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Towards a European spring

April 1, 2013

Ulrich Beck in openDemocracy:

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The crisis of Europe has been analyzed from the perspective of political institutions, the economy, elites, governments, and the law, but not from the perspective of the individual. What does Europe mean for individuals and what principles can be developed on this basis for a social contract for a new Europe from below?

Europe is not a national society and it also cannot become a national society, because it is composed of democratically constituted national societies. And in this national sense, Europe is not a society either.

European ‘society’ must rather be conceived as a ‘cosmopolitan society of national societies’. The task is then to find a form of European union that, by virtue of its communal strength, legally protects every individual in every national society and at the same time enriches and enhances the freedom of every individual, by bringing him or her together with individuals with other languages and political cultures.

Everywhere in Europe young people are becoming aware that, although the culture of their native country is certainly important and constitutive of their identity, it is not sufficient for understanding the world. Young people want to become acquainted with other cultures because they sense that cultural, political, and economic questions are closely embroiled with globalization.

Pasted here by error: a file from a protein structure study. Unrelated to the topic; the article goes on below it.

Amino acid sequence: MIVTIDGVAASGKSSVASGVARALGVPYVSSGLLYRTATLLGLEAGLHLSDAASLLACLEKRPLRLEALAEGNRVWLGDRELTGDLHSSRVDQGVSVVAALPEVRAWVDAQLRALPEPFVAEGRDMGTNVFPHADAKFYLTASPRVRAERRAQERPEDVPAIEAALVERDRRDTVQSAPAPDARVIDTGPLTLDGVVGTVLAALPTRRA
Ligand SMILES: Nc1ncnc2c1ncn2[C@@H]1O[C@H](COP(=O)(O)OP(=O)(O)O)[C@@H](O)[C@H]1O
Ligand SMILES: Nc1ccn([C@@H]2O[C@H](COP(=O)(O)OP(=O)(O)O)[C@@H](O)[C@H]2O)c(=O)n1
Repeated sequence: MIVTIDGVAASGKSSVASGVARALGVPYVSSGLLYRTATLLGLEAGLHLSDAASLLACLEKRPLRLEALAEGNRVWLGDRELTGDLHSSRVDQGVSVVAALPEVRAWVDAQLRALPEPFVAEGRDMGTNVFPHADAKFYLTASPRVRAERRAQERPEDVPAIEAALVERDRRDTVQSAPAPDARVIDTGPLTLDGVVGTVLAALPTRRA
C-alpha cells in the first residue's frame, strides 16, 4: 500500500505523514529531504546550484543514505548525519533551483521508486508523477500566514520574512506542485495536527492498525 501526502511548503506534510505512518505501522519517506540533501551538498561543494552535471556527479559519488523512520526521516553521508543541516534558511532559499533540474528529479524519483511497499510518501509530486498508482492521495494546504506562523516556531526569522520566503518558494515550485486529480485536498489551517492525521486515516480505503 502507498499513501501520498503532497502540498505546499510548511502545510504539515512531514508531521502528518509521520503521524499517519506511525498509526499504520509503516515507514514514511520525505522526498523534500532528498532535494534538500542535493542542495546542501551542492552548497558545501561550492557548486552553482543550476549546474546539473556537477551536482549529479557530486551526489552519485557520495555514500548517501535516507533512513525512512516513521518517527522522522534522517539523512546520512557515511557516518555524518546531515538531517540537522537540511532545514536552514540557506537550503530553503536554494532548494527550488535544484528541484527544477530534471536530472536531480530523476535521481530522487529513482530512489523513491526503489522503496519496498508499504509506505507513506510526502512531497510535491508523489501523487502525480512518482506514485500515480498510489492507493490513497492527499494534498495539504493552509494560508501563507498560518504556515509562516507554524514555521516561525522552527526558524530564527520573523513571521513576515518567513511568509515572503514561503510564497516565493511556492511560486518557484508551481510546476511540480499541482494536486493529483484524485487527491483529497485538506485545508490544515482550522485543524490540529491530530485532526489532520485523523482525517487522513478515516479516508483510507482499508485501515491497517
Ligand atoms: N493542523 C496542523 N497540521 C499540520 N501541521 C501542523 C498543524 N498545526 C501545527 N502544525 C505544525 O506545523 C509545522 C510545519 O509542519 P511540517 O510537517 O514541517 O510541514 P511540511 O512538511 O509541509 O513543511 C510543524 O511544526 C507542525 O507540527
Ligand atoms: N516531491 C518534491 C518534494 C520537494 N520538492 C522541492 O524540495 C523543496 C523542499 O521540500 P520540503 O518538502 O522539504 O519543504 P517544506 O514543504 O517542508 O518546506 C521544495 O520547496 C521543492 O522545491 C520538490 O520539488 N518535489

According to this analysis, young people experience European society as a “double sovereignty”, as the sum of national and European opportunities for development. Contrary to what is often expected, they do not describe their identity as an independent European identity. Nobody is only a European. Young Europeans define themselves in the first instance in terms of their nationality and then as Europeans. In this sense, young people experience a cosmopolitan Europe in which national differences and antagonisms mix and becoming blurred: more freedom through a cosmopolitan Europe.

Why is this individual experience of a lived Europe practically absent in the current controversy over the euro crisis and the European crisis? [More]

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